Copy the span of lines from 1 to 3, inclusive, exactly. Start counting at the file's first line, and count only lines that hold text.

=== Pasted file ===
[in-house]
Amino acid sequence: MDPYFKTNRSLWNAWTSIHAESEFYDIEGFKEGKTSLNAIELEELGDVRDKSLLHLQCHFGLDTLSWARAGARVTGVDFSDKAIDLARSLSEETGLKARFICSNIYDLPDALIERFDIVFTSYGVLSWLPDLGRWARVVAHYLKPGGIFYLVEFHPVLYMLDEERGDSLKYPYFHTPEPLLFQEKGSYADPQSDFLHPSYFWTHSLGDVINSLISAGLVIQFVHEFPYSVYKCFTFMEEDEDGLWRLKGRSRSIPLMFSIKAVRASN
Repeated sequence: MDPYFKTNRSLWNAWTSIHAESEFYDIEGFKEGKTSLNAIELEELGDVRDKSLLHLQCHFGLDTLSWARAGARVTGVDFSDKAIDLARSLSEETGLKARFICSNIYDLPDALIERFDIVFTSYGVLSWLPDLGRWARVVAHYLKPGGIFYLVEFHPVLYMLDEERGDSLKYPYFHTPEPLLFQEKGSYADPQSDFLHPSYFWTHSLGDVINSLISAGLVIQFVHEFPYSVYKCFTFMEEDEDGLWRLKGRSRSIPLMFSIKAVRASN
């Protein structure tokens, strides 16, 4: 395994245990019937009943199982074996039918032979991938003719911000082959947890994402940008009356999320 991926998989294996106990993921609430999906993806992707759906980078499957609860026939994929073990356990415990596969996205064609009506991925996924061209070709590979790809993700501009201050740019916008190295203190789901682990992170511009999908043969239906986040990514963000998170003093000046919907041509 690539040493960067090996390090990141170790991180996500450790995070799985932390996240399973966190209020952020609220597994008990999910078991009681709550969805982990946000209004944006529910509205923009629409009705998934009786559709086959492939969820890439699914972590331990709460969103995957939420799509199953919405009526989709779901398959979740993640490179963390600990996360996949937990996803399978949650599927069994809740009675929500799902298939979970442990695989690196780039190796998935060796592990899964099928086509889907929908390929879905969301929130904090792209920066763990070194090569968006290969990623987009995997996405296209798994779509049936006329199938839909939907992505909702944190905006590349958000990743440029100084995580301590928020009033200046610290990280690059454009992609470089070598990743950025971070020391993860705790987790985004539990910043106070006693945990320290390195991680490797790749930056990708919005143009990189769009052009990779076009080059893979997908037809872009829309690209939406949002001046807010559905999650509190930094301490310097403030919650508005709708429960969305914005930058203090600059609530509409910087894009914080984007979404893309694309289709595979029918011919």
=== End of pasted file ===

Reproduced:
[in-house]
Amino acid sequence: MDPYFKTNRSLWNAWTSIHAESEFYDIEGFKEGKTSLNAIELEELGDVRDKSLLHLQCHFGLDTLSWARAGARVTGVDFSDKAIDLARSLSEETGLKARFICSNIYDLPDALIERFDIVFTSYGVLSWLPDLGRWARVVAHYLKPGGIFYLVEFHPVLYMLDEERGDSLKYPYFHTPEPLLFQEKGSYADPQSDFLHPSYFWTHSLGDVINSLISAGLVIQFVHEFPYSVYKCFTFMEEDEDGLWRLKGRSRSIPLMFSIKAVRASN
Repeated sequence: MDPYFKTNRSLWNAWTSIHAESEFYDIEGFKEGKTSLNAIELEELGDVRDKSLLHLQCHFGLDTLSWARAGARVTGVDFSDKAIDLARSLSEETGLKARFICSNIYDLPDALIERFDIVFTSYGVLSWLPDLGRWARVVAHYLKPGGIFYLVEFHPVLYMLDEERGDSLKYPYFHTPEPLLFQEKGSYADPQSDFLHPSYFWTHSLGDVINSLISAGLVIQFVHEFPYSVYKCFTFMEEDEDGLWRLKGRSRSIPLMFSIKAVRASN